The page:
It was magical.
We celebrated the 11th anniversary of our meeting. We soaked up the beauty of the mountains, sweat our tushes off on the cross country trails and treated ourselves to great meals. We walked into the apartment after being away, with loads of laundry and a ton of organizing to do before Monday hit. Then, I looked over at the counter and saw 2 large rotten bananas, ugh…. then, in the spirit of continuing our celebration, I decided that I’d make them into a loaf of banana bread, as it’s one of my husband’s favorites and I thought it would be a nice way to end the weekend.
The process through which our minds go from “Ugh, rotten bananas” to “Ooh! Banana bread” or “So many lemons” to “Yay! Lemonade” is called reframing and according to researcher Sonja Lyubomirsky it is one of the three habits that lead to increased happiness, the other two being choosing to be kind and generous and our ability to express gratitude. I stumbled upon her research while reading The Book of Joy: Lasting Happiness in a Changing World written by Douglas Carlton Abrams that chronicled 5 days of discussions about happiness between Desmond Tutu and the Dalai Lama.
When I read this section of the book, it hit me that I reframe easily and I work best with patients that learn this tool quickly, even if I am not teaching it directly. Oftentimes, people shift their views of what is possible and what may have been a causative factor in their illness while working with me. I think, in a weird way, that I require this of them. People that don’t have the ability to get out of their own way frustrate me endlessly. The victim mentality doesn’t work for me. However, when I think about this, is reframing so easy?
Really – rotten bananas to banana bread is simple but how should we go about reframing illness, death and hardship? And, how long should we take to do so? Is there a time limit? I don’t have a ready answer to these questions. What I do know is that reframing doesn’t just lead to increased happiness as Lyubomirsky says – it also helps people heal faster. Yes, you read that right – reframing helps people heal faster. Maybe it does this through increased happiness; maybe endorphins get released – I don’t know but I have seen this too many times for it to be a coincidence.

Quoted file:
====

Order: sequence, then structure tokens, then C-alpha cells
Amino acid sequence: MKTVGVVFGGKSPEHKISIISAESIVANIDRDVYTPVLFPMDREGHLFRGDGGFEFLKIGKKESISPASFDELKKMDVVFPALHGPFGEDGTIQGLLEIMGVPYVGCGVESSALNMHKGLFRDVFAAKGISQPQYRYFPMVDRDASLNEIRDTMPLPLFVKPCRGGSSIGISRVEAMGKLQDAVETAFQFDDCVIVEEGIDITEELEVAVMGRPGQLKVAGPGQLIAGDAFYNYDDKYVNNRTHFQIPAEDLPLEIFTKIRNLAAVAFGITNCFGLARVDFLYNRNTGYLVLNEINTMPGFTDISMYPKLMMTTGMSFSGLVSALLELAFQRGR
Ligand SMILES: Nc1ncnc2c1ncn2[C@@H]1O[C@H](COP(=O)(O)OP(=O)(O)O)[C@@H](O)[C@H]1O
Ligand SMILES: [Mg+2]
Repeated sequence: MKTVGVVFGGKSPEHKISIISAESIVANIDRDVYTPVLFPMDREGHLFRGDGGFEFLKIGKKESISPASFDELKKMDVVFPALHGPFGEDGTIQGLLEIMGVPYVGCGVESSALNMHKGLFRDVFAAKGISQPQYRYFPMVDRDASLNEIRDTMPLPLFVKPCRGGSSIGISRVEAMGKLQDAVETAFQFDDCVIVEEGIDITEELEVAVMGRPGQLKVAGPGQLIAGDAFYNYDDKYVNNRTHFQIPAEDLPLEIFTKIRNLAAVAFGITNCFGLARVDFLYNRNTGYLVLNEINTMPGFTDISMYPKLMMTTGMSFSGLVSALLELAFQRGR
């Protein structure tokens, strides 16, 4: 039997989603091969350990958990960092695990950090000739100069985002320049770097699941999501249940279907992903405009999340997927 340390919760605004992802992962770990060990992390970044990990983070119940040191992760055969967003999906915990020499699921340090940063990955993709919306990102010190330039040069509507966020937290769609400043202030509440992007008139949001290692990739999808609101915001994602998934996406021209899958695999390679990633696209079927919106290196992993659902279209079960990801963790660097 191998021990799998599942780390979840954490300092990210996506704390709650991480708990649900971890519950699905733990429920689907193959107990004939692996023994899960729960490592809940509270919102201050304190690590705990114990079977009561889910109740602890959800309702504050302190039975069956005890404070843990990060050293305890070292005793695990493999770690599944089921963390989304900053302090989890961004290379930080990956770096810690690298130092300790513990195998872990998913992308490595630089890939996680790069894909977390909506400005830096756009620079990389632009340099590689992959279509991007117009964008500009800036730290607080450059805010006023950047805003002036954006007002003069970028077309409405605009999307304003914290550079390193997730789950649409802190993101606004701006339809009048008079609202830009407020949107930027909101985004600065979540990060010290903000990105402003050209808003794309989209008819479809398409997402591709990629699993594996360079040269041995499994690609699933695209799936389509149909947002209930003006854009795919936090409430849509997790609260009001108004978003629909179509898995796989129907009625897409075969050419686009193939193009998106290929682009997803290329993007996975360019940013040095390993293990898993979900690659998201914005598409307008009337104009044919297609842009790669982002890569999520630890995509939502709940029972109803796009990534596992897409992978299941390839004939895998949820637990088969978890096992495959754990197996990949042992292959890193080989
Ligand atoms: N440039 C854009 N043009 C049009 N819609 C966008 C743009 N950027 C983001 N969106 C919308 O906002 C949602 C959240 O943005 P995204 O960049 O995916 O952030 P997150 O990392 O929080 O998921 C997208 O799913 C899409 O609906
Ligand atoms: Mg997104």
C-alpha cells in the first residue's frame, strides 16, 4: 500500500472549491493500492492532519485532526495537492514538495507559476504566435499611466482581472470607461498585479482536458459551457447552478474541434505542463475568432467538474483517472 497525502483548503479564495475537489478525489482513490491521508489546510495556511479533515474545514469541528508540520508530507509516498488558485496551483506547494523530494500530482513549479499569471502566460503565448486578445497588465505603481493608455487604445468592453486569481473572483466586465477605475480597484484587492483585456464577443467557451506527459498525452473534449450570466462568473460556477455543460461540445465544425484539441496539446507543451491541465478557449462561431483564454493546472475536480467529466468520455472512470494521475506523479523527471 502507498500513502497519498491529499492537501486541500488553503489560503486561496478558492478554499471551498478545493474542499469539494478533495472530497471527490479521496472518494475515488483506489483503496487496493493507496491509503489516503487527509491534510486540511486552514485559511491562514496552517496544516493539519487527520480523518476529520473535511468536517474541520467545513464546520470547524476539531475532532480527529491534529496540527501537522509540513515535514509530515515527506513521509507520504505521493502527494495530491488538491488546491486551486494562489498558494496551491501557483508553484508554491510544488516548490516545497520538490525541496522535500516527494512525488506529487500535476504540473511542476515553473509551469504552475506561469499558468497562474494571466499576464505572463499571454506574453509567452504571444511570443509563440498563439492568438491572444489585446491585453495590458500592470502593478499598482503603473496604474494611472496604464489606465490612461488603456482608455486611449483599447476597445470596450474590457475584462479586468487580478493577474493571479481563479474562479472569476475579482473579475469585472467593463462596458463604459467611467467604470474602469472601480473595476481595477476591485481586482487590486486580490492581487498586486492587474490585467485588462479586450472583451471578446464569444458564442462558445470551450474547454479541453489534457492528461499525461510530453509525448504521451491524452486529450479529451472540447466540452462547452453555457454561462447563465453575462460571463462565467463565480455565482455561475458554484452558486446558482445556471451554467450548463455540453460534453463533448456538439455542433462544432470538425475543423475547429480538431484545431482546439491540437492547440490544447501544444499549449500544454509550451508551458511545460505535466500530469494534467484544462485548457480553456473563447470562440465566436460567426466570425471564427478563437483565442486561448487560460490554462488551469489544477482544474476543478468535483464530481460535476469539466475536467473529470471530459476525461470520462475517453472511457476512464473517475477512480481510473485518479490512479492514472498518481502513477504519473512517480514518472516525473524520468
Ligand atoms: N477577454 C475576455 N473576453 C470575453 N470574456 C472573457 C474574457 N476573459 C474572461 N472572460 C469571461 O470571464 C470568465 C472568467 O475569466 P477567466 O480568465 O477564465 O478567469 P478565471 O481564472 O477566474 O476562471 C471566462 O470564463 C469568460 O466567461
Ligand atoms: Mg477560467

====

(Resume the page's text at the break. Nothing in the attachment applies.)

I had a patient come in for migraines about 2 years ago. On her very first visit she said to me: “I have these migraines, my mother had them too, I am afraid to turn into her because now I have a daughter and don’t want to treat my daughter the way my mother treated me”. Migraines passed down through generations are common, even when they are not genetic. In my experience, they are very often a learned behavior. I shared this information with her and then asked her to tell me how she was different from her mother. Her eyes lit up and she shared some basic information and then I followed up with: “If you are not your mother, then why do you have migraines?” She broke down into tears and said that she needed them to insure that she doesn’t become her mother. She needed to prove that she could react differently in the same situation. Once she realized this, she had an immediate sense of gratitude for her migraines for allowing her to learn such a lesson. I treated her maybe 2 or 3 more times before her 15 year history of migraines disappeared. We are still in contact and she hasn’t had another migraine since.
I have treated patients with migraines since my very first patient at school 12 or so years ago, with varying success. One person still comes to mind that I wasn’t able to help and what is remarkable about her is that each time we broached the subject of how she might choose to view her headaches and migraines differently, she was defensive and got angry. I wish I had been able to reach her in a way that allowed her to feel safe to reframe her situation but I simply wasn’t able. I feel that it would have been a key to her health and wellbeing.
Are you able to reframe?
Can you see your problem through a different lens?
If you’ve had trouble with this in the past, I’d encourage you to try again – the effects can be miraculous 🙂
If you know anyone else suffering from an inability to reframe, send them this article! They will thank you!
Originally posted on LinkedIn 01/30/2017.